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Analysis and Comment (36)

Nick Cater’s shortlisted work, The Lucky Culture, is one of several non-fiction options. AAP /Dean Lewins

The curious case of the Prime Minister’s Literary Awards

This year’s cultural debates about the constitution of the Prime Minister’s Literary Awards judging panels are now giving way to consideration of the shortlists and their relative worth. Even as these…
The Robert Farquharson case raised questions about male violence that go unanswered. AAP Image/Julian Smith

Garner’s This House of Grief ducks some hard questions

Helen Garner isn’t usually thought of as a crime writer, but some of her best-known prose has been on law-breaking. She won the prestigious Walkley Award for her 1993 Time Magazine article on the murder…
We don’t seem to be able to shake our cultural status anxiety. EPA/Facundo Arrizabalaga

The Book Club, Flanagan and our endemic cultural cringe

Writing in the Bulletin in January 1899, Henry Lawson complained about the difficulties of making a living as a writer. In this article he offered the emerging author a piece of unvarnished advice: [S]tudy…
Three of the five Miles Franklin award nominees for 2013 were women - but female authors are still underrepresented in the review pages. AAP Image/Honner Media, Hamilton Churton

The Stella Count is in – women authors don’t get fair treatment

So, the Stella Count is in for 2013. These are annual statistics collected by the Stella Prize that measure the number of books by women that get reviewed in major publications and the number of books…
What renders this work a classic, a book that every Australian should read? Palo

The case for The Commandant by Jessica Anderson

“We knew it in words, yet kept it secret,” says Frances, the young sister-in-law of Patrick Logan, the eponymous – and notoriously cruel – commandant of Moreton Bay penal colony in Jessica Anderson’s ground-breaking…
Can literary works play a productive part in the process of reconciliation? butupa

The case for Gail Jones’ Sorry

The time has now come for the nation to turn a new page in Australia’s history by righting the wrongs of the past and so moving forward with confidence to the future. – Prime Minister Kevin Rudd’s apology…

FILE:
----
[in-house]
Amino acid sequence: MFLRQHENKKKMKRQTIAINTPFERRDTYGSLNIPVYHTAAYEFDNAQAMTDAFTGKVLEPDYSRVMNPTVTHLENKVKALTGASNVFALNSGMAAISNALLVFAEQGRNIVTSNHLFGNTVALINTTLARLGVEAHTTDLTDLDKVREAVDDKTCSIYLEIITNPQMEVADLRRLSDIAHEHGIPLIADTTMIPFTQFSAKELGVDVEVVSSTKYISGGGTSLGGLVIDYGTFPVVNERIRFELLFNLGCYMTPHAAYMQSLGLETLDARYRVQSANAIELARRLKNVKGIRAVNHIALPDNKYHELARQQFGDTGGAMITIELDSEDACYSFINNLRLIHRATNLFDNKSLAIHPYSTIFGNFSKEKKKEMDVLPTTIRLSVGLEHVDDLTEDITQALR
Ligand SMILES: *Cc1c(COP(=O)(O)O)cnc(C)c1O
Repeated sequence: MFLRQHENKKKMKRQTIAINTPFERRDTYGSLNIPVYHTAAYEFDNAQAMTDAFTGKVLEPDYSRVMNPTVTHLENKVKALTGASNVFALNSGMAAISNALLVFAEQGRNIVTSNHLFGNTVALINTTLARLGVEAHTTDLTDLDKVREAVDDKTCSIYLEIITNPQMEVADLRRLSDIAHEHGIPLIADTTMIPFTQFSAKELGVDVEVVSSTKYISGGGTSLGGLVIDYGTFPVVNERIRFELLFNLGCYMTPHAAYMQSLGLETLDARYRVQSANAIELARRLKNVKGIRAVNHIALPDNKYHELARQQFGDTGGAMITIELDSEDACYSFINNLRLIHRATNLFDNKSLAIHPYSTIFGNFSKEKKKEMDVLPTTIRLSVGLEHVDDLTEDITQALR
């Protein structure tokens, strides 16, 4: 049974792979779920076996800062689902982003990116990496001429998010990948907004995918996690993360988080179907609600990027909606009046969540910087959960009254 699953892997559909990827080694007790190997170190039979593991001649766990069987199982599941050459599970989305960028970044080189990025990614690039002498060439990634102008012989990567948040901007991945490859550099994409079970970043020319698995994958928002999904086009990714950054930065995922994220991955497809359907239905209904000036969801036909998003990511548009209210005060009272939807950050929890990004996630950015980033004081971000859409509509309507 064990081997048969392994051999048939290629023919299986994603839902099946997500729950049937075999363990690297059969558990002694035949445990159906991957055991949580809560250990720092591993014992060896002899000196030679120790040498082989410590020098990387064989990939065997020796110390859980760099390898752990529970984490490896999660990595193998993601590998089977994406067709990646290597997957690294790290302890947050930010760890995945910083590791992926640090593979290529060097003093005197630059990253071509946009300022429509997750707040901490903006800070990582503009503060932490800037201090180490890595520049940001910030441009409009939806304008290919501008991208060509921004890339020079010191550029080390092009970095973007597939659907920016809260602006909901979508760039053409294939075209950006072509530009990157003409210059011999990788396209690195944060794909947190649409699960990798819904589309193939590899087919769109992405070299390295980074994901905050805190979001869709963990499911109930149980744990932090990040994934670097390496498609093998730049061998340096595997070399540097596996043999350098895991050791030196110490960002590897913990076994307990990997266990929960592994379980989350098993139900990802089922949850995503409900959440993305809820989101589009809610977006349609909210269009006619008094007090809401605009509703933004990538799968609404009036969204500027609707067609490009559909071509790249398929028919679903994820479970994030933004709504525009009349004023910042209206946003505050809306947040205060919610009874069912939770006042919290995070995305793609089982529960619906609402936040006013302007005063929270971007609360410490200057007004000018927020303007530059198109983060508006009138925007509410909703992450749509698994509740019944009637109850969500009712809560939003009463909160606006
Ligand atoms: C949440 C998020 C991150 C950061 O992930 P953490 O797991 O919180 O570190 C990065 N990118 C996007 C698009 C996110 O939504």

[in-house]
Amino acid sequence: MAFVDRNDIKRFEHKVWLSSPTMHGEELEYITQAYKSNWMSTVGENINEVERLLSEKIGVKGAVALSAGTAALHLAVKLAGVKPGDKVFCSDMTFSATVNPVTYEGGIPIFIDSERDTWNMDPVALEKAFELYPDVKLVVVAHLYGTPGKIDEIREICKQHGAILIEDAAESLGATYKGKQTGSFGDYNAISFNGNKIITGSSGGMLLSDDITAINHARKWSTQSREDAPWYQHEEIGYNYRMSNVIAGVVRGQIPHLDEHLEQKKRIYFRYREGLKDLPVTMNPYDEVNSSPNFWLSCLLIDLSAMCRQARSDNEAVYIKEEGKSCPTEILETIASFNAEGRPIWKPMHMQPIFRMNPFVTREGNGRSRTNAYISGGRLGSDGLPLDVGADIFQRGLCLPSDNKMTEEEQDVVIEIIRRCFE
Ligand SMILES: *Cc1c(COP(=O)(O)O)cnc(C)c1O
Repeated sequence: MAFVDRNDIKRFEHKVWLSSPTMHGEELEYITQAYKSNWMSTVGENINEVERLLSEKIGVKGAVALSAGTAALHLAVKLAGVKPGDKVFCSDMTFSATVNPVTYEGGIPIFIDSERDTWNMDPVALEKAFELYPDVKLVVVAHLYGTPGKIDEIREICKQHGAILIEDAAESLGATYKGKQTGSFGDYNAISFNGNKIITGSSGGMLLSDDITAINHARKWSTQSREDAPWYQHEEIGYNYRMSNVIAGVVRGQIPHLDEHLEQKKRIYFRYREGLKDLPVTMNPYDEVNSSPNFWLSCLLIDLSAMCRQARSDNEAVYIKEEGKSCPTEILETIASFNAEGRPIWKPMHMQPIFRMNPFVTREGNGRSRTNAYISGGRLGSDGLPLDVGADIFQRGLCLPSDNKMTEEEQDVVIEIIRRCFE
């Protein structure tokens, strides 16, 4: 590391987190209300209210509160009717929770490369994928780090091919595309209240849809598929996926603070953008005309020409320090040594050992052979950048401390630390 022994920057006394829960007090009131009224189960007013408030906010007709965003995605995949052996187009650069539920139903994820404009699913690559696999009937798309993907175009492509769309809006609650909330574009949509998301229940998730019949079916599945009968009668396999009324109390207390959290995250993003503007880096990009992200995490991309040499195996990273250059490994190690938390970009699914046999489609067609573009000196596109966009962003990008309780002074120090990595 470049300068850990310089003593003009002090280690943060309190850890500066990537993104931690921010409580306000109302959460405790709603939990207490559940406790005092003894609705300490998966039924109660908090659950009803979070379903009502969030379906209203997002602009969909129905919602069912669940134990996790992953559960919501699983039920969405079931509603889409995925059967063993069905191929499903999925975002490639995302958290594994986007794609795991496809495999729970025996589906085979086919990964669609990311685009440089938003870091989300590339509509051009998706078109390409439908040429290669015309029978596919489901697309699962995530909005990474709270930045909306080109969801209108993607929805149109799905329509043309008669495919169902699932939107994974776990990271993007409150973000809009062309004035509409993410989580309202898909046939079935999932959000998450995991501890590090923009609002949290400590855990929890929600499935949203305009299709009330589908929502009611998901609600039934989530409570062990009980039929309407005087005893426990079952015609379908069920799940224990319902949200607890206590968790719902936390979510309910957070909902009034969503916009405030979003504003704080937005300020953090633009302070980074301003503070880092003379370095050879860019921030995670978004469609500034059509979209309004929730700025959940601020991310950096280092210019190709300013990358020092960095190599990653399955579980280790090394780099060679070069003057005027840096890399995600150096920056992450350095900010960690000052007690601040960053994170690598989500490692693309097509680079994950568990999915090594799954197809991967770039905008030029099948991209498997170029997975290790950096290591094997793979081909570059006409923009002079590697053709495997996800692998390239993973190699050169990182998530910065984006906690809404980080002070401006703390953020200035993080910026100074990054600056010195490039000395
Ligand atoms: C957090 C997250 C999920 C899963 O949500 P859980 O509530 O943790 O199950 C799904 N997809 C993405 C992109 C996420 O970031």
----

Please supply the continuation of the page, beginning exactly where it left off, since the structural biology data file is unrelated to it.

All serious writers should take their own work, and the efforts of others, seriously. photosteve101

Book reviewing is an art, in its own way

There should be no hard and fast rules concerning book reviewing. That’s because reviewing constitutes a worthy genre in its own right, one that should not be limited by guidelines or mandates. Criticism…
David Malouf’s Imaginary Life plays out in the hillsides of the Black Sea. What’s so Australian about that? Hans Juul Hansen

The case for David Malouf’s An Imaginary Life

… further from the far, safe place where I began, the green lands of my father’s farm, further from the last inhabited outpost of the known world, further from speech even, into the sighing grasslands…
Let’s not underestimate the intellectual goodwill that sustains our literary culture. Antoine Robiez

In defence of book reviewers in Australia

Book reviewers and the editors of periodicals that commission them are used to sour assessments of their worth, but Professor John Dale’s article on The Conversation yesterday is in a class of its own…
A Million Windows asks a good deal of its readers, requiring us to piece together elements through patterns of connections rather than through a clear narrative line. runmonty

A look through A Million Windows by Gerald Murnane

Gerald Murnane’s most recent novel, A Million Windows, might be read as a meditation on the relation between sound and silence. At the heart of the novel, though only revealed at the end, is a secret that…
What is lost and gained when book reviewers remain faceless? Scott Beale / Laughing Squid, laughingsquid.com

Anonymous book reviews don’t foster our literary culture

The Saturday Paper publishes anonymous book reviews and, occasionally, reviews by identified critics. That anonymity was a much-discussed feature when the paper launched in March, and the debate continues…
Popular fiction and artistic merit are often considered mutually exclusive – not here. chiaralily

The case for Peter Temple’s The Broken Shore

Crime novel covers are often plastered with endorsements: “A terrific read,” “A real page-turner,” or “Author Y is the next Author X.” It’s far less common to read quotes such as the following from Fairfax…
A deeply moving novel about loss, grief and an unconventional coming of wisdom. yaruman5

The case for Randolph Stow’s To the Islands

Randolph Stow’s To the Islands (1958) is an astonishing novel, a work of poetic skill and political subtlety – and one that is rarely mentioned today. Its omission from Australian literary syllabuses and…
Hardback, paperback … it’s always good to read between the lines. Dave Sag

Cover story: why are books so expensive in Australia?

Five years ago, in the midst of the rancorous parallel importation debate the Productivity Commission undertook a thorough examination of book prices in Australia compared to comparable prices in the US…
For James, the reasons for putting pen to paper haven’t changed. AAP Image/Alan Porritt

Clive James on death, dragons and writing in the home stretch

Death is a funny thing. It creeps up on us all, or surprises us if we are unlucky (or lucky, depending on the circumstances). For a writer, especially a self-confessed solipsist such as Clive James, the…
A sense of unease that comes with visiting the past is palpable in several of the works on show. Anna Carey, Costa Vista 2014, giclée print mounted on aluminium, Museum of Brisbane